December 07, 2003

One Big Thing

On December 7th, it is good and proper to recall the attack on Pearl Harbor in 1941. It is also worth remembering that President Franklin D. Roosevelt is considered to be one of our greatest presidents ever, primarily because of his administration's conduct of World War II. In many respects, especially with the benefit of hindsight, without our victory in World War II there is no way the President Franklin D. Roosevelt would be considered as one of our nation's greatest presidents, what with his threats to pack the Supreme Court and other actions during his first two terms that did more to prolong the depression than to get us out of it, and the legacy of the New Deal which still hurts us today and threatens to bankrupt the United States in the coming years unless we get serious about our ever-expanding entitlement programs. Nevertheless, President Franklin D. Roosevelt got the one big thing he had to get right right, and that one big thing overwhelms all the other negatives.

On this December 7th, we find our nation at war once again, though this enemy is quite different in many respects than those that have dared threaten or attack us in the past. It still astounds me that so many people are unable or unwilling to understand that as the world around us has changed, the nature of warfare has changed, since, as von Clausewitz noted, "war is just the extension of politics by other means." After all, look at how much the rest of the world has changed since World War II. The advance of technology has been remarkable, colonialism has virtually disappeared, all the old empires have crumbled, old enemies become new friends and vice versa, and the world has become a very small place with the advent of cheap travel, worldwide media, and the Internet. Why shouldn't warfare, or armed conflict, be expected to change and evolve as well? But the world at large, with the exception of Israel, has been slow to apply the lessons of Hitler's appeasement prior to World War II to terrorists today. Only now are we starting to deal with terrorism on a principled basis, instead of allowing hope to triumph over experience in our therapeutic culture that seeks to excuse evil deeds, mitigate wickedness, and discount individual responsibility in a misguided search for root causes.

At this time it is hard for me to envision any scenarios that have me voting for anyone other than President George W. Bush for president again next year -- unless something truly terrible should happen, and then I expect to be voting for Vice President Dick Cheney. I find myself in substantial disagreement with many of the policies the current administration has implemented and advocated, though not as much as some, and I'm no more willing to give President George W. Bush complete credit for the economic recovery, unlike some, than I am to give Bill Clinton credit for being president during the prosperous times the nation enjoyed while he was president. As I have stated before, heaven help us if any president should ever be able to actually control the economy.

Ultimately, my support for President George W. Bush comes down to the fact that he is right on the one big thing that overrides virtually everything else today -- the War on Terrorism. The administration may not pursue it as aggresively as I might like, or others, but short of assuming dictatorial powers, it is hard to imagine the Bush administration pushing much harder than it is now. With Congress as closely divided as it is and without the American people solidly behind a more aggresive policy towards those who oppose us, it is just not possible to move much faster than we have. Considering the depleted state of our armed forces, the interconnectedness of the world economies, the anti-Americanism so prevelant in governments around the world, and an actively hostile media, I am pleasantly surprised at how much we have actually accomplished.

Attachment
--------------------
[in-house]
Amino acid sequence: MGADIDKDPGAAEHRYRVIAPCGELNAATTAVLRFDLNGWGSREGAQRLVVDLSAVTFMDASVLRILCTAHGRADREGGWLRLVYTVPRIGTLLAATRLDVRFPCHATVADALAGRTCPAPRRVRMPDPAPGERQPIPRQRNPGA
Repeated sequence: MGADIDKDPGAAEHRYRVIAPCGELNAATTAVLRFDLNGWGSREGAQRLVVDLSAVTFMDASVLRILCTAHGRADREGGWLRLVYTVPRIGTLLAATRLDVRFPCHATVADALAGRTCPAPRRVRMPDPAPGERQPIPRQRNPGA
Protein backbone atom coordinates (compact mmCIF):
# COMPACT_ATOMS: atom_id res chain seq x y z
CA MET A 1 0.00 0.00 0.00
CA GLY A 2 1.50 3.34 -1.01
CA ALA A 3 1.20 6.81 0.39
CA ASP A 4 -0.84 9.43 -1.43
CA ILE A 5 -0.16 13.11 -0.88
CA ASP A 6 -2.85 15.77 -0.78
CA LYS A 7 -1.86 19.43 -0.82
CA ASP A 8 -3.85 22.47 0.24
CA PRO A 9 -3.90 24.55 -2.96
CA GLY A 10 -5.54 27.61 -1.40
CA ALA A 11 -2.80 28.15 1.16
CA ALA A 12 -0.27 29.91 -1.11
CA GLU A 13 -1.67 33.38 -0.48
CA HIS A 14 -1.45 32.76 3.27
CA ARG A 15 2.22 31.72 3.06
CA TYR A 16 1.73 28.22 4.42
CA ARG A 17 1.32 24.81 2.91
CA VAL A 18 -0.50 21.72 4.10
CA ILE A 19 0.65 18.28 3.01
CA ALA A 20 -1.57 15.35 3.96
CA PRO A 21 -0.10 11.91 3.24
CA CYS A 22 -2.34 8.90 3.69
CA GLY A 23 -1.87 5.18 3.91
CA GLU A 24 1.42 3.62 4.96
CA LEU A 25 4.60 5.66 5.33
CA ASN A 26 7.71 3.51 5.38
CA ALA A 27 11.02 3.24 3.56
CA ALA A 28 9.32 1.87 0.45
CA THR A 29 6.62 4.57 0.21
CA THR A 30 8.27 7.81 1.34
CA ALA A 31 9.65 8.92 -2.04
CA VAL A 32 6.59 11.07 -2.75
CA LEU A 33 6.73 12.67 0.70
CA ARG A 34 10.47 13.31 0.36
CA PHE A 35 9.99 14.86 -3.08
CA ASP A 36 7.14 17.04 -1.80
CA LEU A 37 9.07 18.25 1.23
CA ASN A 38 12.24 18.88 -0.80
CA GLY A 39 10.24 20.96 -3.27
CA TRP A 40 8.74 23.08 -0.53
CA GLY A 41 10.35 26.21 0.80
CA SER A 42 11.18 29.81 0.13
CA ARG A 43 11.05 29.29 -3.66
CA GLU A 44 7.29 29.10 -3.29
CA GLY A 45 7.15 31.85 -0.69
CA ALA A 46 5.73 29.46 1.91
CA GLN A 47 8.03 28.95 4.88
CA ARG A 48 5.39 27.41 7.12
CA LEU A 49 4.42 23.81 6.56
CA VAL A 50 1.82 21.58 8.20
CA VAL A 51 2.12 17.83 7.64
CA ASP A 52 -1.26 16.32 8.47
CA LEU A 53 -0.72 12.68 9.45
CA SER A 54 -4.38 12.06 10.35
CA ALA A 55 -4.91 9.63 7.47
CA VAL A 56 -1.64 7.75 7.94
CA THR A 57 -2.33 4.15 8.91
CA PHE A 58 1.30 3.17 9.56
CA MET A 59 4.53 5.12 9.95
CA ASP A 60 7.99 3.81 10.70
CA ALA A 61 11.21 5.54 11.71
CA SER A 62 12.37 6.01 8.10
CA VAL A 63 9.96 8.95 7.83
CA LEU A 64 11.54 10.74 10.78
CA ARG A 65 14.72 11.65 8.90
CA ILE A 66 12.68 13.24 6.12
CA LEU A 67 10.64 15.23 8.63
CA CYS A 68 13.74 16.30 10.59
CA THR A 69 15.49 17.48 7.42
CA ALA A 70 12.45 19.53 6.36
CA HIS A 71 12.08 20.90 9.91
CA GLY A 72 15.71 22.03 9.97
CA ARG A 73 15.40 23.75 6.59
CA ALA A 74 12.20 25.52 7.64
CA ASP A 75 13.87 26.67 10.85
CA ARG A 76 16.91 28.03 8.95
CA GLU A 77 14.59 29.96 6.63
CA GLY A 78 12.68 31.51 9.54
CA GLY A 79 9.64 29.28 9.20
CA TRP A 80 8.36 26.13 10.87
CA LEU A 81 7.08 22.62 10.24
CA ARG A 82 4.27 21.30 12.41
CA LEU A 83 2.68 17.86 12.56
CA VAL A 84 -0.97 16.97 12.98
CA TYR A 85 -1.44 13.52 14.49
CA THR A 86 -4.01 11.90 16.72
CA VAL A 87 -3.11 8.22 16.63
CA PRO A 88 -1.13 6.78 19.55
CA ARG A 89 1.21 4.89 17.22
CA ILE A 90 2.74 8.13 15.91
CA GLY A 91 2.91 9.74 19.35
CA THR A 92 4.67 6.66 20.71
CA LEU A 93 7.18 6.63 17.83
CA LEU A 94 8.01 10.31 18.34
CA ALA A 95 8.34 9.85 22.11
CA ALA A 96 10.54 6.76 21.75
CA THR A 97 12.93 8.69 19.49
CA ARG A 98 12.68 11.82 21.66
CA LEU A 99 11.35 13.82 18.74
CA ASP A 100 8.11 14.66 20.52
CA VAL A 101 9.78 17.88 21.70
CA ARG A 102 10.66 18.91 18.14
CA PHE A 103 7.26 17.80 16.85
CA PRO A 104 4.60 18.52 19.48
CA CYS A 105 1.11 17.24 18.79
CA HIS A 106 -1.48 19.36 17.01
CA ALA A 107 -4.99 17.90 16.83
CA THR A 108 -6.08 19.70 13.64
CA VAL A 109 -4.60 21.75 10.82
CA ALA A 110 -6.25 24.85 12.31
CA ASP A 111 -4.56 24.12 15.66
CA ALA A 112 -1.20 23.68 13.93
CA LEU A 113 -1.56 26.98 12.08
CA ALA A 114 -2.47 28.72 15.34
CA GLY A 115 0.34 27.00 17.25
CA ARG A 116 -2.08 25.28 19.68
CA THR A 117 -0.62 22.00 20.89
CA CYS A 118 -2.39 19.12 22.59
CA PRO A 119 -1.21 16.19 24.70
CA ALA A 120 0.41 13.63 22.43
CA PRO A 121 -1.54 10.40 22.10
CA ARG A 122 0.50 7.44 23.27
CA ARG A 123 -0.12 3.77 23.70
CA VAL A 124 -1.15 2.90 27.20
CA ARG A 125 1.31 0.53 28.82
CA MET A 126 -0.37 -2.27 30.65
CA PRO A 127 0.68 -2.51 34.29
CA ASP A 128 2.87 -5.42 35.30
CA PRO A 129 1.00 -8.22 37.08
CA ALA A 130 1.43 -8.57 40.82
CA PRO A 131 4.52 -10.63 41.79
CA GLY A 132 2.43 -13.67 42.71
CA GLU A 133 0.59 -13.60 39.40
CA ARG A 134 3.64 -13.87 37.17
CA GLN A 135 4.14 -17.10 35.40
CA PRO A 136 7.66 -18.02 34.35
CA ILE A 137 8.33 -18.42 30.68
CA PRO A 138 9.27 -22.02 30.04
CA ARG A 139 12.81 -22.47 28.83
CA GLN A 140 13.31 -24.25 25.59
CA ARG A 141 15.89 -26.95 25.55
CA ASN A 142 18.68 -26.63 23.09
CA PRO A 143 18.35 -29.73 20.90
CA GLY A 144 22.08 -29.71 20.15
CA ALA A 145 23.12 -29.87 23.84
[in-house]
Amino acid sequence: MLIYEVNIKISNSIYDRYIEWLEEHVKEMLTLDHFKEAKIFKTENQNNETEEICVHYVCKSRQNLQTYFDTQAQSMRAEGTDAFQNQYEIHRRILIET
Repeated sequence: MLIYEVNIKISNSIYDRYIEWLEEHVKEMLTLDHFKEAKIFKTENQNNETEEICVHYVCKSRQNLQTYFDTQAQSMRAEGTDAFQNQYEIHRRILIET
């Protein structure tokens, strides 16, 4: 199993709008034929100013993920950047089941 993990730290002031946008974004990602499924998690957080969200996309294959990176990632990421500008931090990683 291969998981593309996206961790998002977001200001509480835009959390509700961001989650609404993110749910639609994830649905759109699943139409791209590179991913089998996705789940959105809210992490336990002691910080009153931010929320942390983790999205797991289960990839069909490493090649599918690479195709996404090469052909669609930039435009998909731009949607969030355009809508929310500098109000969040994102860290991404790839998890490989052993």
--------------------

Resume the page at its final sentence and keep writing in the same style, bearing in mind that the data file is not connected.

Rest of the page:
I believe that the current administration would like to do more, and I will continue to advocate doing more, but as with most other things in life, the perfect is the enemy of the good. No matter how one might choose to measure it, President George W. Bush is good on the War on Terrorism. The carping from the Left and the current crop of Democrat presidential aspirants in favor of a utopian perfect solution stands in stark contrast to what has been accomplished thus far and what still remains ahead of us. I don't expect the War on Terrorism to end in my lifetime, but I do expect us to stay ahead of the game, acting preemptively where necessary and extracting a heavy toll from those that dare harm us or our interests.

Until such time as the Democrat Party decides en masse to accept that we are at war and aggresively defend the United States, they will be dead to me. I am an Independent, but I may feel obligated to become a Republican, if only to help ensure that we as a nation continue to get the one big thing right.

Posted by Charles Austin at December 7, 2003 12:20 PM

Absolutely. I sure wish Bush was spending less (though he doesn't have much to worry about from the dwarves on that score, does he?), downsizing government, much stronger on free trade, etc., etc., etc.

But for the foreseeable future there's only one issue that matters, because if we don't get that right, all of the rest are irrelevant. And while Bush may not be doing all on that score that I would like, there doesn't appear to be anyone on the horizon who would do more--or comes even close (except maybe Condi? On the horizon?).

Posted by: jsmith at 10:37 PM